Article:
Behaving in ways designed to earn them compliments: there are many different ways a narcissist can do this, such as being kind or helpful when they know it will be noticed, taking credit for other people’s’ work or ideas, or announcing their plans for donating to popular causes. While there isn’t a specific form of behaviour to watch out for to observe this trait, considering the motivations of someone you suspect is narcissistic or has narcissistic qualities can help you find revealing patterns in their behaviour.

Asking yourself if there’s a pattern to their behaviour and operating with the belief that someone you know may be a narcissist, or recognising that they have narcissistic qualities (which is more likely), can help you approach them and their behaviour in a way that will help prevent you from being hurt.

Why are covert narcissists harmful?

If you know someone you suspect is a covert narcissist, you probably already know that they can make you feel hurt and upset. People with narcissistic qualities aren’t mentally healthy, so spending too much time with them can have negative effects on your wellbeing. They can undermine your sense of self, make you doubt your abilities, shake your self-confidence, betray your trust, share your secrets, criticise you, and more. Narcissists don’t follow the same rules as other people so they can hurt you deeply without even feeling bad about what they did.

If you’re too close to a narcissist, you risk believing the lies they tell you about yourself. Because narcissists want to feel superior to others, they’re often intentionally hurtful to the people around them. They can make you believe you’re worthless, incompetent, ugly, needy, and more.

Even when they’re not trying to be hurtful, narcissists are very insensitive so they can be cruel without meaning to. They can even think they’re being kind by pointing out your mistakes and flaws, which are obvious to them.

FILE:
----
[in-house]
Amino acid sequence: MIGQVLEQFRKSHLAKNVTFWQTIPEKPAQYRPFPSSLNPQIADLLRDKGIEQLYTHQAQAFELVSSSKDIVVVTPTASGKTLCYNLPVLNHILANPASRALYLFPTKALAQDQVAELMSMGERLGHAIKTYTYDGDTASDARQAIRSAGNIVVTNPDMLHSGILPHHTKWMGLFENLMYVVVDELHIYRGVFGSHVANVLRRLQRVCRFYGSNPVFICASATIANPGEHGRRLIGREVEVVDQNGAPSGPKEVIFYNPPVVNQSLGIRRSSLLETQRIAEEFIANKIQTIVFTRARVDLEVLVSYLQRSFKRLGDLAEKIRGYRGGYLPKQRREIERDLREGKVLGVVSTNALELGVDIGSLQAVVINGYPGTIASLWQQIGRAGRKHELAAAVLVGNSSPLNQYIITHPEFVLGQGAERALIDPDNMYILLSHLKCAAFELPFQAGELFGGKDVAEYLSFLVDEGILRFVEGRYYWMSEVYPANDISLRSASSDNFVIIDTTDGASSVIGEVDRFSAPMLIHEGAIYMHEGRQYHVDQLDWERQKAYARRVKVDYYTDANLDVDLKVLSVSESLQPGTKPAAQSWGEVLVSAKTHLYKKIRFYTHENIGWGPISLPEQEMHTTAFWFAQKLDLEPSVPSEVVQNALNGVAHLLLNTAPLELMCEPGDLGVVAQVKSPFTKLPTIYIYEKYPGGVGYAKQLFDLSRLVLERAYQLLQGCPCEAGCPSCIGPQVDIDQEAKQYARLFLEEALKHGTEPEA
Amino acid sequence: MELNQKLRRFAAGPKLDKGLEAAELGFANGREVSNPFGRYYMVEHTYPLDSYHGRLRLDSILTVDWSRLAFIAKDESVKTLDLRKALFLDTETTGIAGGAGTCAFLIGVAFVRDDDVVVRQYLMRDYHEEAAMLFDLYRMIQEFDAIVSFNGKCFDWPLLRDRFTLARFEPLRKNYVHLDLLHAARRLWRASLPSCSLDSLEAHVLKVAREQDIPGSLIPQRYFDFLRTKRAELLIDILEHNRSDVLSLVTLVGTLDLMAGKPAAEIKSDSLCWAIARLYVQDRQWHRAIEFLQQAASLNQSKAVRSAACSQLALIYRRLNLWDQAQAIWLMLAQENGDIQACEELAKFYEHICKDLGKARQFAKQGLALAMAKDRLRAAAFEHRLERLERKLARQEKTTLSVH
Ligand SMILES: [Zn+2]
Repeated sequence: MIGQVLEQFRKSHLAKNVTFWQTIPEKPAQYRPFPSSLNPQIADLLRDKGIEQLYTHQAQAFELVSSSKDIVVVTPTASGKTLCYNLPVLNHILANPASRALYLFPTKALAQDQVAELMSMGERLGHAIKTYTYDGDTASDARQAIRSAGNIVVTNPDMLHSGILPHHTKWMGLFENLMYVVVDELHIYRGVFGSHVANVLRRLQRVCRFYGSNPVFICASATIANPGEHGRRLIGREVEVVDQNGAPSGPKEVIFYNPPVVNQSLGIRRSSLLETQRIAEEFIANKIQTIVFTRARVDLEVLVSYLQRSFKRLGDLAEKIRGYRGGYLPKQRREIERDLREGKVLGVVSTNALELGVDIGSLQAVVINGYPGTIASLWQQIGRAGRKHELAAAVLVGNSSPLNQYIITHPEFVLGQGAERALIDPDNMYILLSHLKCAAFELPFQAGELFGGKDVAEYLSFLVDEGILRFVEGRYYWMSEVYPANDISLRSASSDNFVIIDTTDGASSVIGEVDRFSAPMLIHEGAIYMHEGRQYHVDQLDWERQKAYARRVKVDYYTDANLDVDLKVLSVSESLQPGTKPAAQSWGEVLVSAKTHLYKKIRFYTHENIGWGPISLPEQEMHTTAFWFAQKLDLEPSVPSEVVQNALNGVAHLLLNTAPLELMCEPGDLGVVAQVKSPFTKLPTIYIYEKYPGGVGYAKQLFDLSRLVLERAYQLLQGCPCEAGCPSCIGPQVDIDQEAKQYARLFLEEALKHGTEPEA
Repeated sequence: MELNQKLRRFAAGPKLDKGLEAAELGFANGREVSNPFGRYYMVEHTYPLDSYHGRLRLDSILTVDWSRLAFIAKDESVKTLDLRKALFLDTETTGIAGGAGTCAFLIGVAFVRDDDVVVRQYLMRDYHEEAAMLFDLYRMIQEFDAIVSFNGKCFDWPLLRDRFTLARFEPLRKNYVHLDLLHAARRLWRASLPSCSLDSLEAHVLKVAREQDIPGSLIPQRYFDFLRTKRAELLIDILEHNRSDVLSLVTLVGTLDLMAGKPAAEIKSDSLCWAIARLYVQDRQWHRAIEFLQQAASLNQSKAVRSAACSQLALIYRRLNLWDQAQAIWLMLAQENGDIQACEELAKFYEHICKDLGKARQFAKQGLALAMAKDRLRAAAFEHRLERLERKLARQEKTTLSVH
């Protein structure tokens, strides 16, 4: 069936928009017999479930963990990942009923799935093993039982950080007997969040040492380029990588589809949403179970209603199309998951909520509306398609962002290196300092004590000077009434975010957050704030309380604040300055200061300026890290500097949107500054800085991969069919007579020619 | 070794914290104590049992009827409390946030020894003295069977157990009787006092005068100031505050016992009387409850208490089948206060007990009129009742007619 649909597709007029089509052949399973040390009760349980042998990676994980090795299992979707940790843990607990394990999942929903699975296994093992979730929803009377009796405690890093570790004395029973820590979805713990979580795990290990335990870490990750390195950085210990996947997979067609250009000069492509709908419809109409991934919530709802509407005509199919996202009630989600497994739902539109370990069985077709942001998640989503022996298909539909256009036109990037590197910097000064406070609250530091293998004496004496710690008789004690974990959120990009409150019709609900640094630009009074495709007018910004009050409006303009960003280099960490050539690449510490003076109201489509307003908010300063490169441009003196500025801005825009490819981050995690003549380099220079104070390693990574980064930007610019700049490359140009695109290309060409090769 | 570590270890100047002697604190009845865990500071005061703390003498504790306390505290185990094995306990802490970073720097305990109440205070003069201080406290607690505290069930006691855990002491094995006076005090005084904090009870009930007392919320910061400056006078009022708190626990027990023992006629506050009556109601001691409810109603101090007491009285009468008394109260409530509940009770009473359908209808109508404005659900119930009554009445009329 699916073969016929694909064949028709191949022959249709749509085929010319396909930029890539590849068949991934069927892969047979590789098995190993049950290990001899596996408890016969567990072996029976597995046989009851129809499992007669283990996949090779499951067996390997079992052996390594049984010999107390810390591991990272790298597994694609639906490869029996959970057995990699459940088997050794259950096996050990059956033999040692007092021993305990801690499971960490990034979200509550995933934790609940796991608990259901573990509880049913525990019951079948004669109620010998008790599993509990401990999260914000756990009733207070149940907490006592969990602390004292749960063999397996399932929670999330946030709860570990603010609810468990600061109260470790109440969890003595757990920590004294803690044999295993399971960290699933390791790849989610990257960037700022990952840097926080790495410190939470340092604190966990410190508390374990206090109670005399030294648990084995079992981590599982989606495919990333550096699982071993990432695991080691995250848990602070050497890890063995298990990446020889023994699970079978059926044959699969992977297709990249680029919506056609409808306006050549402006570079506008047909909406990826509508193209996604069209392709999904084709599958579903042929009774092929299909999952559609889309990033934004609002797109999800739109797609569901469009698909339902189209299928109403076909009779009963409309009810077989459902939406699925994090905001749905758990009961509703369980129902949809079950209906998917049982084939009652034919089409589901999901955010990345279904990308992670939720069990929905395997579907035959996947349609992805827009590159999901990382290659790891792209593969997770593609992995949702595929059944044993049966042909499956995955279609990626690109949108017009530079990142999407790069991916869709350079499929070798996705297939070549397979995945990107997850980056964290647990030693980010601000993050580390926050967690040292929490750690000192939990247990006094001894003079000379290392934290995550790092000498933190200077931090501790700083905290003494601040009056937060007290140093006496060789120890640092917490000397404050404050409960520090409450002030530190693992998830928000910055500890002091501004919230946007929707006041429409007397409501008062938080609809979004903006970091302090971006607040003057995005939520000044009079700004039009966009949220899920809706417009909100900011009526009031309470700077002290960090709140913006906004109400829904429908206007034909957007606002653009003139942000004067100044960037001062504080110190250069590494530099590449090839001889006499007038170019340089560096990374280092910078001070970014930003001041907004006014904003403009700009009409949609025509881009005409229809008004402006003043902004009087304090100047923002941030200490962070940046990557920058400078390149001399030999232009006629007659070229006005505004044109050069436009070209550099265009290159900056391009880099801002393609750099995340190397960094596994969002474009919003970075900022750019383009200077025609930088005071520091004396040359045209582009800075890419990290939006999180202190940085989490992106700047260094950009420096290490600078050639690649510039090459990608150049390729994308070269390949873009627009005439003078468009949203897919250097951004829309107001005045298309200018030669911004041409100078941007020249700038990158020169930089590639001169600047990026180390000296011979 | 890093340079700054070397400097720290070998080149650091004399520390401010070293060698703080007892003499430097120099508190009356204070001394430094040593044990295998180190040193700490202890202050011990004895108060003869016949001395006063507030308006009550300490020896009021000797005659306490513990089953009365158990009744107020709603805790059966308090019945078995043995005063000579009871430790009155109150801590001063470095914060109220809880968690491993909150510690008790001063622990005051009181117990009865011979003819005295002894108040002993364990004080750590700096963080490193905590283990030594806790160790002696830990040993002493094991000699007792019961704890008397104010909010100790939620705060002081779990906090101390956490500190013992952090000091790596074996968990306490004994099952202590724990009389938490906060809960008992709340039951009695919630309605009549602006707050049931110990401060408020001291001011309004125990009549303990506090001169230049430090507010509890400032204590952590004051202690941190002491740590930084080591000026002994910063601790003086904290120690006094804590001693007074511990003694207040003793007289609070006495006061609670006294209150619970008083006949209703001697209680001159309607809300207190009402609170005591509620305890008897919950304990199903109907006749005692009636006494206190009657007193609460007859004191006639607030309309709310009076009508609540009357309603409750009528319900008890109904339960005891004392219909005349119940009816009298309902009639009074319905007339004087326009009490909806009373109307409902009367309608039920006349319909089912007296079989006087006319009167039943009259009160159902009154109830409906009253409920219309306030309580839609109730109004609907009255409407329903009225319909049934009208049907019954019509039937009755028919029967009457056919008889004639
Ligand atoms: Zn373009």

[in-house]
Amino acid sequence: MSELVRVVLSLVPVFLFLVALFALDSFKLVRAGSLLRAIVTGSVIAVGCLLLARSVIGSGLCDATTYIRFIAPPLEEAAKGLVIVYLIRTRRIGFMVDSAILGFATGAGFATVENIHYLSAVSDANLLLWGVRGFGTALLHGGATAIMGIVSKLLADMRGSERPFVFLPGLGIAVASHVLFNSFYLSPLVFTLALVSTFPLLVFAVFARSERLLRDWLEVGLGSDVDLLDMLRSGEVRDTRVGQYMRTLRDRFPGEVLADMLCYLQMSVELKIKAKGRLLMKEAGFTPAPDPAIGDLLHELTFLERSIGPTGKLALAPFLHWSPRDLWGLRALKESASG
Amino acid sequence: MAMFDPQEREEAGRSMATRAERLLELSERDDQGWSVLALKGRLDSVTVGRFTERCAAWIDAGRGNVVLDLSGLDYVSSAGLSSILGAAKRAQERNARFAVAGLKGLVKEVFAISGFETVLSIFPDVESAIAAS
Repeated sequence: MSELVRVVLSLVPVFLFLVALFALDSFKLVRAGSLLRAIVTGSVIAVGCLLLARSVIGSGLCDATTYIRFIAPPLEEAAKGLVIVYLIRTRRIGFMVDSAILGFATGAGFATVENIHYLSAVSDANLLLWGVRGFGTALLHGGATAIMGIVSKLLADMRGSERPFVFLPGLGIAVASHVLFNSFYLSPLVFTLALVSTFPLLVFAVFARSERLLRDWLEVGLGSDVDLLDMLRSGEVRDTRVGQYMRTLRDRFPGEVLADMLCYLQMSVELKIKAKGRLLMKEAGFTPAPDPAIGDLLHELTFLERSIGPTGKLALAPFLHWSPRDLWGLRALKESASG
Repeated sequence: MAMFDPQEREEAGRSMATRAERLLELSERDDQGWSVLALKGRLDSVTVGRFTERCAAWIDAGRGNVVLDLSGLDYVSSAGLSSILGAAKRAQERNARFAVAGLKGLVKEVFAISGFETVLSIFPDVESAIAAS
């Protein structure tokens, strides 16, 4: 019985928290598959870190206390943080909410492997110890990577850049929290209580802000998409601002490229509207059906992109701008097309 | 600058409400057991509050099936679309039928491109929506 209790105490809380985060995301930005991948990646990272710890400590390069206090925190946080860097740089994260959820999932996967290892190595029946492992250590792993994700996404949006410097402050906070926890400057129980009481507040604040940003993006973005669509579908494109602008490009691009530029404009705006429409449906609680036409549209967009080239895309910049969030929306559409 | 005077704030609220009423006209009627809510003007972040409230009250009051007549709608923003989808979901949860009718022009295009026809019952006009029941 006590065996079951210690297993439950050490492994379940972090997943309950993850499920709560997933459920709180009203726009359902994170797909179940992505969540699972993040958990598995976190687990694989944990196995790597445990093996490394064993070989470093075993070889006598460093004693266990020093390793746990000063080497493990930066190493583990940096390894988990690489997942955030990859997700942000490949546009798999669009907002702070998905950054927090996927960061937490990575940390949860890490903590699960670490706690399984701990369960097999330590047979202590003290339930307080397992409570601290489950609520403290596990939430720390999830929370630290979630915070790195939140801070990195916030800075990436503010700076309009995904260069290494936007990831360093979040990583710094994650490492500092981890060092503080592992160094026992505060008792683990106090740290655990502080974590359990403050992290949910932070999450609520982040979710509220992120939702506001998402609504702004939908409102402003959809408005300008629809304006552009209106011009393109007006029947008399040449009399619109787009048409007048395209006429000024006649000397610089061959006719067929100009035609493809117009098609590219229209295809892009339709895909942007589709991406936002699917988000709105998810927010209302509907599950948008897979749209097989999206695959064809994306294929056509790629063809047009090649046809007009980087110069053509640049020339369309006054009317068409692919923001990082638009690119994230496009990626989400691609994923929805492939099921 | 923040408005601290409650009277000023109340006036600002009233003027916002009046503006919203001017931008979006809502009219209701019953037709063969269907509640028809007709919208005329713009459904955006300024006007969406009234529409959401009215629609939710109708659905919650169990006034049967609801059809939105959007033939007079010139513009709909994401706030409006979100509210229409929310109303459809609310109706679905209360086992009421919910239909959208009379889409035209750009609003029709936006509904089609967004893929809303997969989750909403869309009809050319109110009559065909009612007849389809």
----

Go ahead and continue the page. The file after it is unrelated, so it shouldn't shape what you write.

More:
A relationship – platonic or romantic – with a narcissist can feel rewarding at times since narcissists are usually excellent manipulators who are able to make people feel valued. But these feelings aren’t genuine and receiving this type of treatment depends on you giving them what they want. If they believe the relationship isn’t meeting their needs, they will quickly change. This gives them the ability to hurt you deeply if you’re too emotionally attached. If you have a relationship with a narcissist, you shouldn’t ask yourself if they care about you – you should ask yourself if you’re getting your needs met. If you aren’t, consider how this makes you feel and if the relationship is doing more harm than good.

If you’re going to spend time with a narcissist, keeping their behaviour in context by reminding yourself they operate differently than most other people can help you to be less affected by the callous and shocking ways they can behave. This can be accurate for people who aren’t true narcissists but have narcissistic qualities. You should remember:

  • They will ignore your emotional needs
  • They thrive on comparison so their goal in most interactions is to make who they’re talking to feel small so they feel better about themselves
  • All of their interactions have end goals, so you can’t just have a conversation or share thoughts and ideas
  • They can act compassionate and it may feel real, but this isn’t genuine
  • You may feel like they care about you, but this is deliberate and can be ‘turned off’ at any time

Although covert narcissistic behaviour doesn’t always seem damaging, they are able to do real harm to your mental health.

How to protect yourself

You can resist a great deal of the effects of narcissistic behaviour by taking mental and practical measures to distance yourself.

The best ways you can be less affected by a narcissistic personality is not taking anything they do or say personally. This can be very difficult since their behaviour can feel incredibly personal. Because they’re so likely to use personal information to hurt you, you should never tell a narcissist anything you wouldn’t want used against you.

Understand that their insults are often a reflection of their own worries and insecurities. When they’re feeling upset or self-conscious, they’ll look for someone to transfer these feelings to, no matter if there’s any truth to what they’re saying – if a narcissist feels fat, they’ll tell you that you need to lose weight.

Set firm boundaries. Boundaries are telling people how you want to be treated and establishing consequences when a line is crossed. Boundaries are important in all relationships, but they can be especially useful with narcissists. A boundary could be leaving if they do something you told them not to do, such as bringing up a partnership that ended or pointing out what they consider your flaws. Narcissists are unlikely to respect boundaries because they obstruct their goals, so enforcing your boundaries is important to show them that ignoring your boundaries is also an ineffective way of getting what they want.